However, to provide you with a slightly more practical framework to get started, here’s Elon Musk explaining how he’s learned to approach this topic after his early struggles of trying to do that with the extremely complex products at SpaceX and Tesla.
While Musk specifically talks about the process in the scope of engineering for scale, these same principles also apply to your organization and internal processes too.
And, as Musk explained in the video, it’s easy to get tempted by the promises of optimizing for efficiency and automation, but if you haven’t addressed the big picture first, these will often end up just being a big waste of time and money.
So, make sure to start by first eliminating those unnecessary requirements and parts or tasks, and try to simplify the design before you focus too much on optimizing for efficiency and automating.
In addition to supply and demand, we still have the third dimension of utilization to cover. The idea with this “scaling deep” part is to find creative ways to make the most out of existing supply to either unlock new demand, maximize the utilization of those assets, or simply to increase your customer retention by finding ways to get more value for them from your products.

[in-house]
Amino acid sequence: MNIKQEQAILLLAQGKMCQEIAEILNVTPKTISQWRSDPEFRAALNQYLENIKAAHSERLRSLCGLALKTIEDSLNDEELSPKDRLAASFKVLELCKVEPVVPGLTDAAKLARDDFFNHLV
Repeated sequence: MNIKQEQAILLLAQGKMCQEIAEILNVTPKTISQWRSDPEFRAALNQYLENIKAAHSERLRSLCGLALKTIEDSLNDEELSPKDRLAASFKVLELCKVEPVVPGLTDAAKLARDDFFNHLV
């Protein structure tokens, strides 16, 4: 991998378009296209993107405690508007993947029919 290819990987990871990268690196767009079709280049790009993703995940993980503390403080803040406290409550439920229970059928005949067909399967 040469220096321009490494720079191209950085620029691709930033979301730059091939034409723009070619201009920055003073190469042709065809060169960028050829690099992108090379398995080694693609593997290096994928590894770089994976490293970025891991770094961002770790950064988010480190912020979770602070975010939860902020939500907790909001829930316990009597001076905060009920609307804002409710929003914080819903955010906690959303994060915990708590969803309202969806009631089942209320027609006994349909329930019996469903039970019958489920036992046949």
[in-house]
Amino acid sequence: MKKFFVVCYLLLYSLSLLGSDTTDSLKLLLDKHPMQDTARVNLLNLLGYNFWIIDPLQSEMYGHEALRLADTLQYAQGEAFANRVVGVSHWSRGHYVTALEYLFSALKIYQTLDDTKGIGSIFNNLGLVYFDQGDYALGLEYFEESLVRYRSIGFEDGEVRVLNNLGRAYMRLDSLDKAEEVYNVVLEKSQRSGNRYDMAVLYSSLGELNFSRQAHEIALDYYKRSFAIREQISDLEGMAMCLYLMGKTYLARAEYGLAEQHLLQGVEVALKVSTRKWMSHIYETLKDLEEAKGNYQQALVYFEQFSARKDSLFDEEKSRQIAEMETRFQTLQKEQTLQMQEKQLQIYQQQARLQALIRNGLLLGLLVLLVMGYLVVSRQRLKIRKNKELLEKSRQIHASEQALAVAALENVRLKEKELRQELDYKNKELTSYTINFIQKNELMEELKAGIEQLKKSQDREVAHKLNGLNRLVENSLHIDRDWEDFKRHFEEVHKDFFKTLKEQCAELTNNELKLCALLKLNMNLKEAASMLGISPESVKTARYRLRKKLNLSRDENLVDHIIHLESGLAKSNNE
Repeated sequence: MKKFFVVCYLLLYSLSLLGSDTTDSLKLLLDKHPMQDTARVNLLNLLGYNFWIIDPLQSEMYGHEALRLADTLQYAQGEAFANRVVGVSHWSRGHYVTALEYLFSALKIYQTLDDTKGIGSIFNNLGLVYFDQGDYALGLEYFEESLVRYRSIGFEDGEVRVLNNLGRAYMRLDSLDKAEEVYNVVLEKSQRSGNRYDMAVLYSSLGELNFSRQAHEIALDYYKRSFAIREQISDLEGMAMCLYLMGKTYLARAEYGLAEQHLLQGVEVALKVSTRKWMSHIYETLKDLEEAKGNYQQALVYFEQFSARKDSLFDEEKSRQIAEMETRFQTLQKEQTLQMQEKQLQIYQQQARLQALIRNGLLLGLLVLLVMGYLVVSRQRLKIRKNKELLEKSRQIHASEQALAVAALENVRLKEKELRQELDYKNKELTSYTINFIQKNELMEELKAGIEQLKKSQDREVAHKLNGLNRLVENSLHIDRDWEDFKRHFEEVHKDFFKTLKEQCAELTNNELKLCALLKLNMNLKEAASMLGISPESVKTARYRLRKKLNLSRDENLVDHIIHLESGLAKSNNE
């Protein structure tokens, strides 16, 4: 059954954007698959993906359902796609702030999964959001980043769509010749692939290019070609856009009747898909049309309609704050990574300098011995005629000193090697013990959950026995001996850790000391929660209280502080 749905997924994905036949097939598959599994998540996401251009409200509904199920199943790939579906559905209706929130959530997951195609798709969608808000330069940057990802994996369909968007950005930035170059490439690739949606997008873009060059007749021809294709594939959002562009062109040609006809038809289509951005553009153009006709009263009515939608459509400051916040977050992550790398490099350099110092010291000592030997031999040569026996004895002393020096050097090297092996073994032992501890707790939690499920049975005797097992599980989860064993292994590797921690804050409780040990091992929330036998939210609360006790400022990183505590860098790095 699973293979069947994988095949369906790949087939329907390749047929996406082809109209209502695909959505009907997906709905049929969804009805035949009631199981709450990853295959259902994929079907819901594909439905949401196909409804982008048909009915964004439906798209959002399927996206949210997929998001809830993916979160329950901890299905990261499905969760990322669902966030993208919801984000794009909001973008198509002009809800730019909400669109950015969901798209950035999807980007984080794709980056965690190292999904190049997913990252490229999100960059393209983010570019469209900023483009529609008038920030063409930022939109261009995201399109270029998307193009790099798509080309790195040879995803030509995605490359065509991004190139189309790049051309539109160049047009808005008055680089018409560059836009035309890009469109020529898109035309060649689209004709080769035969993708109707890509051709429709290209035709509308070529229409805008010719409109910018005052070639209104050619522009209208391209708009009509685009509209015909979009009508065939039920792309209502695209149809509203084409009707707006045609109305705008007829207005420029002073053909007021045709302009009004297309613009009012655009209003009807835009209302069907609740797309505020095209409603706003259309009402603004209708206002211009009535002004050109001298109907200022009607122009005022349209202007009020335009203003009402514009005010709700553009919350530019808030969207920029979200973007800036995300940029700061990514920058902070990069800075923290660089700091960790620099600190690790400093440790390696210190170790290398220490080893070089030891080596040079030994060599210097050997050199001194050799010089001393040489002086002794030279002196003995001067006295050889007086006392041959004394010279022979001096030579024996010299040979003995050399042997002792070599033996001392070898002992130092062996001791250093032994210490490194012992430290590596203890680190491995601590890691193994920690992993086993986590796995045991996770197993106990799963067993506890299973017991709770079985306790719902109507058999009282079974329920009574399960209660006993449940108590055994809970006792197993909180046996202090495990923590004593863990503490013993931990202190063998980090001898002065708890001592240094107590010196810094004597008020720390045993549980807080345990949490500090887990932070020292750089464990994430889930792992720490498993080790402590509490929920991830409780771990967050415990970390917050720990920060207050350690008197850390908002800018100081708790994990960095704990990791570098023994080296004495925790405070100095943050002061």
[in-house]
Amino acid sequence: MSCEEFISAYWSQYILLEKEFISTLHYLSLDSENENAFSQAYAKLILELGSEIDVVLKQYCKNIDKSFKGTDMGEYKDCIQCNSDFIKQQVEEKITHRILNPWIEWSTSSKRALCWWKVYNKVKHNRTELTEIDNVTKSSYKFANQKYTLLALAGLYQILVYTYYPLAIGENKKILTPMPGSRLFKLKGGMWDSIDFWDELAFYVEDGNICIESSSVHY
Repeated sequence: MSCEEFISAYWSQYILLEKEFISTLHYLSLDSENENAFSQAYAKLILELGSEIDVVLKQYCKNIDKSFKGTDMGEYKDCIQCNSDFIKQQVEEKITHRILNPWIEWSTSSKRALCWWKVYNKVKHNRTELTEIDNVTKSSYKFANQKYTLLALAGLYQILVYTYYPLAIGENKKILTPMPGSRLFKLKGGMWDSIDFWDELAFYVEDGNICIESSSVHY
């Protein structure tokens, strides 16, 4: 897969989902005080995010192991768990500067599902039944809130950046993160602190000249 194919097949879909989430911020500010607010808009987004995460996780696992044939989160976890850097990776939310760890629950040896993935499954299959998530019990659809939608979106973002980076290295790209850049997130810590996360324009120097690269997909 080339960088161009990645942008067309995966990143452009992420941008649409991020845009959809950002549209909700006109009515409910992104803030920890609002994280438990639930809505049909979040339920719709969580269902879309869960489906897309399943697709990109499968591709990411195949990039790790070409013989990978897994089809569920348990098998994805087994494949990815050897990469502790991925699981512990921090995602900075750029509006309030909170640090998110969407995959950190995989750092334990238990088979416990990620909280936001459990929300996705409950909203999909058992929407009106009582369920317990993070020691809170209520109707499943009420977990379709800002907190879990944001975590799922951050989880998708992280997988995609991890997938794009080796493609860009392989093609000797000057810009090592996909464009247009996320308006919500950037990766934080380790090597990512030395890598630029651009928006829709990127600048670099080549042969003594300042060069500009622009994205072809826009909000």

As you may have guessed by now, the specifics vary quite a lot on a case-by-case basis, but the flowchart below can hopefully serve as a starting point for your efforts in this area.
To summarize, there are three common paths you may take here.
The first is to find ways to increase the usage of assets that are only being used a fraction of the time through practices such as asset sharing and virtualization.
The second is to move from one-off purchases to a subscription to eliminate friction and increase the usage of the services.
The third is to find additional ways to expand the use of the product. This is usually done either by finding new value-adding uses for the same product, or simply by activating usage through means such as improved quality, usability, better communication etc.